Travels Into the Interior Parts of Africa, Volume 1

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G. G. and J. Robinson, 1796 - South Africa
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Page 41 - ... innumerable legions of birds, as we principally disturbed the females which were then sitting. They had nests, eggs, and young to defend. They were like furious harpies let loose against us, and their cries rendered us almost deaf. They often flew so near us that they flapped their wings in our faces, and though we fired our pieces repeatedly we were not able to frighten them; it seemed almost impossible to disperse this cloud. We could not move one step without crushing either their eggs or...
Page 126 - ... afforded me much amusement. He laid hold of the tuft of leaves with his teeth, and, pressing his four paws firmly against the earth and drawing his head backwards, the root generally followed. When this method (which required considerable force) did not succeed, he seized the tuft as before as close to the earth as he could, then throwing his heels over his head the root always yielded to the jerk which he gave it. In our marches, when he found himself tired, he got upon the back of one of my...
Page 41 - Africa, wen here assembled. All their voices, mixed together and modified according to their different kinds, formed such a horrid music that I was every moment obliged to cover my head to give a little relief to my ears. The alarm which we spread was so much the more general among these innumerable legions of birds, as we principally disturbed the females which were then sitting. They had nests, eggs, and young to defend. They were like furious harpies let loose against us, and their cries rendered...
Page 41 - which is about two feet in length, does not carry its body in the same manner as others : it stands perpendicularly on its two feet, which gives it an air of gravity, so much the more ridiculous, as its wings, which have no feathers, hang carelessly down on each side : it never uses them but in swimming. As we advanced towards the middle of the island, we met innumerable...
Page 40 - Le Vaillant, upon visiting Dassen-Eyland, where was the tomb of a Danish captain, at the entrance of Saldanha Bay, beheld, as he says, after wading through the surf and clambering up the rocks, such a spectacle as never perhaps appeared to the eye of mortal. " All. of a sudden there arose from the whole surface of the island an impenetrable cloud, which formed, at the distance of forty feet above our heads, an immense canopy, or rather a sky, composed of birds of every species, and of all colours—...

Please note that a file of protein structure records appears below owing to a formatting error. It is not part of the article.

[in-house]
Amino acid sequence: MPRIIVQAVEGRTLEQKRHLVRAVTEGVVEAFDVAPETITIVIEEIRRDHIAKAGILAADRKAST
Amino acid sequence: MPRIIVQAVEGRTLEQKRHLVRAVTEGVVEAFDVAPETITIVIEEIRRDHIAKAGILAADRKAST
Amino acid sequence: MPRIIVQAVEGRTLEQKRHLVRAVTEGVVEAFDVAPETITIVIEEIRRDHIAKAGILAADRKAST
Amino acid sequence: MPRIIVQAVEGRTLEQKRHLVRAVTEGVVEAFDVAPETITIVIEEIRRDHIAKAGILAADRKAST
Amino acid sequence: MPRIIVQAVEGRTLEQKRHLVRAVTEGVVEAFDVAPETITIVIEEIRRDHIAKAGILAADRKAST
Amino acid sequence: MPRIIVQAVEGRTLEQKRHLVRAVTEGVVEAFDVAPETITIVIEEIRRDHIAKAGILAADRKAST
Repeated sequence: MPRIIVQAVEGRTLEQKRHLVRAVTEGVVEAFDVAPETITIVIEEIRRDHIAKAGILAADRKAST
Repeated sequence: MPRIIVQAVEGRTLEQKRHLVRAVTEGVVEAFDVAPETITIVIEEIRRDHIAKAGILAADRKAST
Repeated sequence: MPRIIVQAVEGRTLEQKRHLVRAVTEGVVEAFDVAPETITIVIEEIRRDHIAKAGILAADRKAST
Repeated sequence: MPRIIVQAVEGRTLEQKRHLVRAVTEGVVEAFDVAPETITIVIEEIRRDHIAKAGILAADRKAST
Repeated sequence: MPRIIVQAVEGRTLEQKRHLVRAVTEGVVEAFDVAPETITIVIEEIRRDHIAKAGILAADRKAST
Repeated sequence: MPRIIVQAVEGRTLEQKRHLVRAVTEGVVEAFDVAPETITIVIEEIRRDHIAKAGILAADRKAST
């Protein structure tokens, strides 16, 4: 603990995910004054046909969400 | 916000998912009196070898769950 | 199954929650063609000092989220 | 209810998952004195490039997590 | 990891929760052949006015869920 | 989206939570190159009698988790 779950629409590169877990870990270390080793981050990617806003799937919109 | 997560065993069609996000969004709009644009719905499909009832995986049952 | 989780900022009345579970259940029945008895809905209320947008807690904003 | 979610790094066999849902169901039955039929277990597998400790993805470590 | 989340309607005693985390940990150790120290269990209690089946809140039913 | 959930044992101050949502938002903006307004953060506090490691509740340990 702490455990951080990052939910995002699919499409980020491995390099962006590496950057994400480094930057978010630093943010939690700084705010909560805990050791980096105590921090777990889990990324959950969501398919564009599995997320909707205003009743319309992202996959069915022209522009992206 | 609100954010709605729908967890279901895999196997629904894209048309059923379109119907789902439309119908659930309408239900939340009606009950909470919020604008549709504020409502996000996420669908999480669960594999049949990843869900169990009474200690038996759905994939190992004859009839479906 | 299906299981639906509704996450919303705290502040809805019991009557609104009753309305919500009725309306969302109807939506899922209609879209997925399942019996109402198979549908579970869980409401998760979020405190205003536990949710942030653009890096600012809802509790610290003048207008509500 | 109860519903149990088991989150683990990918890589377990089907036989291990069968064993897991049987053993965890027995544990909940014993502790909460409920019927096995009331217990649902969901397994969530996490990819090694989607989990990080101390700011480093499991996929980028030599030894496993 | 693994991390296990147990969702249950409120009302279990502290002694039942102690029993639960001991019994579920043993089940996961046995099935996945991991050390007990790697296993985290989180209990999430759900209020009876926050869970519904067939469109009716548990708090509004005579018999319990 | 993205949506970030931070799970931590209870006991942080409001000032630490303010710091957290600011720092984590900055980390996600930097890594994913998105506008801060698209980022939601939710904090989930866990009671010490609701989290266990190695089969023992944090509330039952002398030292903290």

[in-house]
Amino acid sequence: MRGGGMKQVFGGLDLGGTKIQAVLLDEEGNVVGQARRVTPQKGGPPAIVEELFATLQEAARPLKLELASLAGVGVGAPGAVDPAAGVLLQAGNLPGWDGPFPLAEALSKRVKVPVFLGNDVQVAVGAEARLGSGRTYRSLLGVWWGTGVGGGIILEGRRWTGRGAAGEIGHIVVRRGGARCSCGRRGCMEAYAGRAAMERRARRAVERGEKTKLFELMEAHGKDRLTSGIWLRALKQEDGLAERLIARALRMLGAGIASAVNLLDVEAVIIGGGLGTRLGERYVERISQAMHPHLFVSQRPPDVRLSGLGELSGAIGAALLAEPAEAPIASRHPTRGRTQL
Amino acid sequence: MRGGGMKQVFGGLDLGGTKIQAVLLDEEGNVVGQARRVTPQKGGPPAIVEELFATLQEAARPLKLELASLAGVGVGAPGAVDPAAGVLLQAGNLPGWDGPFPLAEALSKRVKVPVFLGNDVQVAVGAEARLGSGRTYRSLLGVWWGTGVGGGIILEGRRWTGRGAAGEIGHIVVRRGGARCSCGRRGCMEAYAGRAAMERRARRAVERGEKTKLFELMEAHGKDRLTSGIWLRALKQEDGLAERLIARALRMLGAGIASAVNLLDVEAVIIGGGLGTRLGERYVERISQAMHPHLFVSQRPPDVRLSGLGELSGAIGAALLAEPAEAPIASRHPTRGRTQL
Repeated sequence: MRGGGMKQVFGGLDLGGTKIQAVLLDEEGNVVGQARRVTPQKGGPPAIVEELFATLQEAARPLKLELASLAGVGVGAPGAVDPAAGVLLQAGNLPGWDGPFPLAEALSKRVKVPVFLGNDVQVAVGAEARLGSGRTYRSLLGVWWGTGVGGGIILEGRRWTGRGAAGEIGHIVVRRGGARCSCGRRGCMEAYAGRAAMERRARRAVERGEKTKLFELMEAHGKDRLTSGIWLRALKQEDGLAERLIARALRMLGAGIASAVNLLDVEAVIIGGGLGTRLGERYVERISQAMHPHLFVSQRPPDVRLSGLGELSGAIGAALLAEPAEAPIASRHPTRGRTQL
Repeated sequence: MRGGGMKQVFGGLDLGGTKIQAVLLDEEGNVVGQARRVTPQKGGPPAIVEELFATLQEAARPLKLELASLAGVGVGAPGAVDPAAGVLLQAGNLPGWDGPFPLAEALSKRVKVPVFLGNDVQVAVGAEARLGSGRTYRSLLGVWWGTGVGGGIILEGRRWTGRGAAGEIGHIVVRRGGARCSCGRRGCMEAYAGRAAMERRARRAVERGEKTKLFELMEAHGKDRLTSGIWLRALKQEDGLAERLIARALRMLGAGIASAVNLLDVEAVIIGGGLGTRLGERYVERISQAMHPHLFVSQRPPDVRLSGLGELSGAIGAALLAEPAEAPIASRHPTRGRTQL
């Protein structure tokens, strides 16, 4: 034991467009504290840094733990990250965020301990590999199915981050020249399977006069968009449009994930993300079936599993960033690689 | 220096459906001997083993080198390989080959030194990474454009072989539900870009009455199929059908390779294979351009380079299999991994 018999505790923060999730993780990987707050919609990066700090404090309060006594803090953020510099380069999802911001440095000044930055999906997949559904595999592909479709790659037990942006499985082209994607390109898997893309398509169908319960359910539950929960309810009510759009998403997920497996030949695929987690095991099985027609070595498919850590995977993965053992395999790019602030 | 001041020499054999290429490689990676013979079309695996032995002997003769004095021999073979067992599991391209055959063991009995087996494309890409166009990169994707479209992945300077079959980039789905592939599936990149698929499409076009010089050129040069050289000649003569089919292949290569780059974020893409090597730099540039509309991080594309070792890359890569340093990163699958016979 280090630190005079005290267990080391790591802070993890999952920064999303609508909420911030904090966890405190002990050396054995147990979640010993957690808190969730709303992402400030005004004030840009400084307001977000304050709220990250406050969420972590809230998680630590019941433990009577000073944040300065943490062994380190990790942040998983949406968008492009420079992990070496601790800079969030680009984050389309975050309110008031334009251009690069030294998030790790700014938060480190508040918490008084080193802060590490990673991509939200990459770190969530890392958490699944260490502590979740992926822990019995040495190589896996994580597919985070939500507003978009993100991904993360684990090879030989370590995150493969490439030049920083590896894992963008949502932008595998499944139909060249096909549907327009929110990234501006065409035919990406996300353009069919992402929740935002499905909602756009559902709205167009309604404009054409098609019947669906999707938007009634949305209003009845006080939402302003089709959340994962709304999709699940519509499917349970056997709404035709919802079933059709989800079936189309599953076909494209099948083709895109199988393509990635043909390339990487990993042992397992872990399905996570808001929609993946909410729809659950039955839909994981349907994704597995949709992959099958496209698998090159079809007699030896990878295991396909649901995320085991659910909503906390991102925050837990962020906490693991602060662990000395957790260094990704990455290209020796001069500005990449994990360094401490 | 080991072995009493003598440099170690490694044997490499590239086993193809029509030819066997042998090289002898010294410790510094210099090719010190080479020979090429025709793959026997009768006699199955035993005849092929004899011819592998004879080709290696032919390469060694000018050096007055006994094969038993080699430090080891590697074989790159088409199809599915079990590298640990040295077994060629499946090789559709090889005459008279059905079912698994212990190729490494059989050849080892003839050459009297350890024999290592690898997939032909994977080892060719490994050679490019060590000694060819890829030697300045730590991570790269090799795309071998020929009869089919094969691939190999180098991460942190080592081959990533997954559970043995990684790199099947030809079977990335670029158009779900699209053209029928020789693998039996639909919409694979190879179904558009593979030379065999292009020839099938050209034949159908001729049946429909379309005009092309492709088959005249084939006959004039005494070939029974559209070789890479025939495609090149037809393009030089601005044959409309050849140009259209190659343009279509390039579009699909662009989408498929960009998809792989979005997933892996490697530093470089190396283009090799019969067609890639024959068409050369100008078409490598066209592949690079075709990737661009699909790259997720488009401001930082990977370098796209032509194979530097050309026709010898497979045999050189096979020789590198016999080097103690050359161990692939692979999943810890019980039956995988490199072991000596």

Page 40 - ... impenetrable cloud, which formed, at the distance of forty feet above our heads, an immense canopy, or rather a sky, composed of birds of every species, and of all colours— cormorants, sea-gulls, sea-swallows, pelicans, and I believe the whole winged tribe of this part of Africa, wen here assembled. All their voices, mixed together and modified according to...
Page 214 - I should soon forget the trunk; and, in order to convince 'me, he promised me a most luscious breakfast, which he instantly ordered to be prepared. The four feet of the animal were then cut off: a hole about three or four feet square was made in the earth, and filled with burning coals ; and, the whole being covered with dry wood, a large fire was kept up in it during the greater part of the night. When the "hole was sufficiently heated, everything was taken from it. Klaas placed in it the four feet...
Page 127 - ... animal well knew how to avoid this drudgery. The moment he .perceived Kees on his shoulders, he remained motionless, and suffered the caravan to pass on, without ever stirring from the spot. The timorous Kees still persisted ; but as soon as he began to lose sight of us, he was obliged to dismount, and both he and the dog ran with all their might to overtake us. For fear of being surprised, the dog dexterously suffered him to get before him, and watched him with great attention. In short, he...
Page 277 - My people chastised him for these thefts ; but that did not make him amend his conduct. I myself sometimes whipped him ; but then he ran away, and did not return again to the tent until it grew dark. Once, as I was about to dine, and had put the beans, which I had boiled for myself, upon a plate, I heard the voice of a bird with which I was not acquainted. I left my dinner standing, seized my gun, and ran out of the tent.
Page 123 - As it was extremely familiar, and attached itself to me in a particular manner, I made it my taster. When we found any fruit or roots unknown to my Hottentots, we never touched them until my dear Kees had first tasted them ; if it refused them, we judged them to be either disagreeable or dangerous, and threw them away.

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